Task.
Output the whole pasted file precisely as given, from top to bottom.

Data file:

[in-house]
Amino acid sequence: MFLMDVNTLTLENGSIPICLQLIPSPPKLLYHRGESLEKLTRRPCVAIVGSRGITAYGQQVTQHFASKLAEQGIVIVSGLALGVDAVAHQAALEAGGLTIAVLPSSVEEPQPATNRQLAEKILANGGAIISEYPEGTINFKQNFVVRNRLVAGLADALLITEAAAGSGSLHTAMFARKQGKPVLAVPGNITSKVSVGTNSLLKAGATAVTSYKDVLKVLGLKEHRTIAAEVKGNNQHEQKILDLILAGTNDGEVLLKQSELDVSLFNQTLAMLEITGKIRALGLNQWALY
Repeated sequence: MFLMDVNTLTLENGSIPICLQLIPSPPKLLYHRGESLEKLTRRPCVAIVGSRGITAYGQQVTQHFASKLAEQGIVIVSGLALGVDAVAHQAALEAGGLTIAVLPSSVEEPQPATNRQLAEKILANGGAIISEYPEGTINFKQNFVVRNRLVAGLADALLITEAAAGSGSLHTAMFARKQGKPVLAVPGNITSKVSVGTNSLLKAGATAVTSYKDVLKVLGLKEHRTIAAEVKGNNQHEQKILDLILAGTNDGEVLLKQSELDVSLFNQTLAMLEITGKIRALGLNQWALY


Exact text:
[in-house]
Amino acid sequence: MFLMDVNTLTLENGSIPICLQLIPSPPKLLYHRGESLEKLTRRPCVAIVGSRGITAYGQQVTQHFASKLAEQGIVIVSGLALGVDAVAHQAALEAGGLTIAVLPSSVEEPQPATNRQLAEKILANGGAIISEYPEGTINFKQNFVVRNRLVAGLADALLITEAAAGSGSLHTAMFARKQGKPVLAVPGNITSKVSVGTNSLLKAGATAVTSYKDVLKVLGLKEHRTIAAEVKGNNQHEQKILDLILAGTNDGEVLLKQSELDVSLFNQTLAMLEITGKIRALGLNQWALY
Repeated sequence: MFLMDVNTLTLENGSIPICLQLIPSPPKLLYHRGESLEKLTRRPCVAIVGSRGITAYGQQVTQHFASKLAEQGIVIVSGLALGVDAVAHQAALEAGGLTIAVLPSSVEEPQPATNRQLAEKILANGGAIISEYPEGTINFKQNFVVRNRLVAGLADALLITEAAAGSGSLHTAMFARKQGKPVLAVPGNITSKVSVGTNSLLKAGATAVTSYKDVLKVLGLKEHRTIAAEVKGNNQHEQKILDLILAGTNDGEVLLKQSELDVSLFNQTLAMLEITGKIRALGLNQWALY